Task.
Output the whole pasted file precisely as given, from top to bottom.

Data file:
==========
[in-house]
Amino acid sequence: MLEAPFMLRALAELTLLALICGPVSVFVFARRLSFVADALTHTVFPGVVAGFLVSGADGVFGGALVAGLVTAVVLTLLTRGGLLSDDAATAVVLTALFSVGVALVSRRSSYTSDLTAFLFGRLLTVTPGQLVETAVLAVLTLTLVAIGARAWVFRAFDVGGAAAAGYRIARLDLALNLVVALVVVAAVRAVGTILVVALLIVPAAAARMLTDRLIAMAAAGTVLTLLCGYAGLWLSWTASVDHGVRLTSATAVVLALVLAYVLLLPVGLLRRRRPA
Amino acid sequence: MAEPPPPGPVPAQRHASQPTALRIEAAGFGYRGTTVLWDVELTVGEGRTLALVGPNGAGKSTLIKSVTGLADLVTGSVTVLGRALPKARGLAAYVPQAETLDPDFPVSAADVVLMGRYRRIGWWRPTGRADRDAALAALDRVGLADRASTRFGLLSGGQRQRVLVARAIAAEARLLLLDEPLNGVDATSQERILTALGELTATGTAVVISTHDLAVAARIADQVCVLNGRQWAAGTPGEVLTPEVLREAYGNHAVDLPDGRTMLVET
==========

[in-house]
Amino acid sequence: MLEAPFMLRALAELTLLALICGPVSVFVFARRLSFVADALTHTVFPGVVAGFLVSGADGVFGGALVAGLVTAVVLTLLTRGGLLSDDAATAVVLTALFSVGVALVSRRSSYTSDLTAFLFGRLLTVTPGQLVETAVLAVLTLTLVAIGARAWVFRAFDVGGAAAAGYRIARLDLALNLVVALVVVAAVRAVGTILVVALLIVPAAAARMLTDRLIAMAAAGTVLTLLCGYAGLWLSWTASVDHGVRLTSATAVVLALVLAYVLLLPVGLLRRRRPA
Amino acid sequence: MAEPPPPGPVPAQRHASQPTALRIEAAGFGYRGTTVLWDVELTVGEGRTLALVGPNGAGKSTLIKSVTGLADLVTGSVTVLGRALPKARGLAAYVPQAETLDPDFPVSAADVVLMGRYRRIGWWRPTGRADRDAALAALDRVGLADRASTRFGLLSGGQRQRVLVARAIAAEARLLLLDEPLNGVDATSQERILTALGELTATGTAVVISTHDLAVAARIADQVCVLNGRQWAAGTPGEVLTPEVLREAYGNHAVDLPDGRTMLVET